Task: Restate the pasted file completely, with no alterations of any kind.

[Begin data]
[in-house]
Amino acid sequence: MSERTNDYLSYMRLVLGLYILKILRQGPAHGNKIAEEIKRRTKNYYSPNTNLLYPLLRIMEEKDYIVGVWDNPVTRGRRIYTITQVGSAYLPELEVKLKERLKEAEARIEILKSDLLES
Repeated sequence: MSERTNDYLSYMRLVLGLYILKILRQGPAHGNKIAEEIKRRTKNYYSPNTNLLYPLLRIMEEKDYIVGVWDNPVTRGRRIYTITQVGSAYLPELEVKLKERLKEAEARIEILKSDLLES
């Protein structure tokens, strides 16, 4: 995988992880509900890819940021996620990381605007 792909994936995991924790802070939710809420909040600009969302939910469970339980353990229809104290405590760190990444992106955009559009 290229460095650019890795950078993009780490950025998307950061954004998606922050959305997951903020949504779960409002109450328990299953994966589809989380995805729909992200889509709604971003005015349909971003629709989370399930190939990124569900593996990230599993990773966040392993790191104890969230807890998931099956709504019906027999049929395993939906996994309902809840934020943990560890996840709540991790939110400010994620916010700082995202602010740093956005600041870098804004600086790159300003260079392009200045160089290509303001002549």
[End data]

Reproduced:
[in-house]
Amino acid sequence: MSERTNDYLSYMRLVLGLYILKILRQGPAHGNKIAEEIKRRTKNYYSPNTNLLYPLLRIMEEKDYIVGVWDNPVTRGRRIYTITQVGSAYLPELEVKLKERLKEAEARIEILKSDLLES
Repeated sequence: MSERTNDYLSYMRLVLGLYILKILRQGPAHGNKIAEEIKRRTKNYYSPNTNLLYPLLRIMEEKDYIVGVWDNPVTRGRRIYTITQVGSAYLPELEVKLKERLKEAEARIEILKSDLLES
């Protein structure tokens, strides 16, 4: 995988992880509900890819940021996620990381605007 792909994936995991924790802070939710809420909040600009969302939910469970339980353990229809104290405590760190990444992106955009559009 290229460095650019890795950078993009780490950025998307950061954004998606922050959305997951903020949504779960409002109450328990299953994966589809989380995805729909992200889509709604971003005015349909971003629709989370399930190939990124569900593996990230599993990773966040392993790191104890969230807890998931099956709504019906027999049929395993939906996994309902809840934020943990560890996840709540991790939110400010994620916010700082995202602010740093956005600041870098804004600086790159300003260079392009200045160089290509303001002549």